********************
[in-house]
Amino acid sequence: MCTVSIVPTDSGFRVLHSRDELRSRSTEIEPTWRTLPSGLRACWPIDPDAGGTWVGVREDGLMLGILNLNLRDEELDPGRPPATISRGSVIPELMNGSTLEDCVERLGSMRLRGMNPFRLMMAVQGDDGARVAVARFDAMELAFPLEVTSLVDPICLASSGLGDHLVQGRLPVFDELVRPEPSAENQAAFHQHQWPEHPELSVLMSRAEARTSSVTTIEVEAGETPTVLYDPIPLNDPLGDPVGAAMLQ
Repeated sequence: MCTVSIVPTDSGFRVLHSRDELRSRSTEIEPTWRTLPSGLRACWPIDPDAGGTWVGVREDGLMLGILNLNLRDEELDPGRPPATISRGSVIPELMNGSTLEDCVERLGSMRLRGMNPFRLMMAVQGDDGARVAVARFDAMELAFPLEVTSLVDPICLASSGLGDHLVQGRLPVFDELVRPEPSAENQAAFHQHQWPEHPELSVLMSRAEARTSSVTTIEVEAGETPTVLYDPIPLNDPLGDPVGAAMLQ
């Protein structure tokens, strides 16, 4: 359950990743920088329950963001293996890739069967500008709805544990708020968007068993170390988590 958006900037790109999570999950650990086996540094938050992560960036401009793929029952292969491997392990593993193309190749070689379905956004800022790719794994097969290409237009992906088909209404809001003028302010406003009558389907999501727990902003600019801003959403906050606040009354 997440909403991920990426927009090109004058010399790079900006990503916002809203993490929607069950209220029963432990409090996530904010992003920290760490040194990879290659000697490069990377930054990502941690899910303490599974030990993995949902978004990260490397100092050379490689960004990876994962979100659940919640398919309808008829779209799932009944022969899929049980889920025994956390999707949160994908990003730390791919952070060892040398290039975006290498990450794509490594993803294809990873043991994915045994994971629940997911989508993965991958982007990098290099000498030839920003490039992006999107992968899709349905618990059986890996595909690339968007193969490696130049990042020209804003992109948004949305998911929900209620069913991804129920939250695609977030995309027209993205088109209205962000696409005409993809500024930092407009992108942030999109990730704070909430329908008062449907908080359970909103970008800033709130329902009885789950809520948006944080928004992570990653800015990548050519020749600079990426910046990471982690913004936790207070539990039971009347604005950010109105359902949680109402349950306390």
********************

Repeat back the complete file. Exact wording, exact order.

[in-house]
Amino acid sequence: MCTVSIVPTDSGFRVLHSRDELRSRSTEIEPTWRTLPSGLRACWPIDPDAGGTWVGVREDGLMLGILNLNLRDEELDPGRPPATISRGSVIPELMNGSTLEDCVERLGSMRLRGMNPFRLMMAVQGDDGARVAVARFDAMELAFPLEVTSLVDPICLASSGLGDHLVQGRLPVFDELVRPEPSAENQAAFHQHQWPEHPELSVLMSRAEARTSSVTTIEVEAGETPTVLYDPIPLNDPLGDPVGAAMLQ
Repeated sequence: MCTVSIVPTDSGFRVLHSRDELRSRSTEIEPTWRTLPSGLRACWPIDPDAGGTWVGVREDGLMLGILNLNLRDEELDPGRPPATISRGSVIPELMNGSTLEDCVERLGSMRLRGMNPFRLMMAVQGDDGARVAVARFDAMELAFPLEVTSLVDPICLASSGLGDHLVQGRLPVFDELVRPEPSAENQAAFHQHQWPEHPELSVLMSRAEARTSSVTTIEVEAGETPTVLYDPIPLNDPLGDPVGAAMLQ
């Protein structure tokens, strides 16, 4: 359950990743920088329950963001293996890739069967500008709805544990708020968007068993170390988590 958006900037790109999570999950650990086996540094938050992560960036401009793929029952292969491997392990593993193309190749070689379905956004800022790719794994097969290409237009992906088909209404809001003028302010406003009558389907999501727990902003600019801003959403906050606040009354 997440909403991920990426927009090109004058010399790079900006990503916002809203993490929607069950209220029963432990409090996530904010992003920290760490040194990879290659000697490069990377930054990502941690899910303490599974030990993995949902978004990260490397100092050379490689960004990876994962979100659940919640398919309808008829779209799932009944022969899929049980889920025994956390999707949160994908990003730390791919952070060892040398290039975006290498990450794509490594993803294809990873043991994915045994994971629940997911989508993965991958982007990098290099000498030839920003490039992006999107992968899709349905618990059986890996595909690339968007193969490696130049990042020209804003992109948004949305998911929900209620069913991804129920939250695609977030995309027209993205088109209205962000696409005409993809500024930092407009992108942030999109990730704070909430329908008062449907908080359970909103970008800033709130329902009885789950809520948006944080928004992570990653800015990548050519020749600079990426910046990471982690913004936790207070539990039971009347604005950010109105359902949680109402349950306390």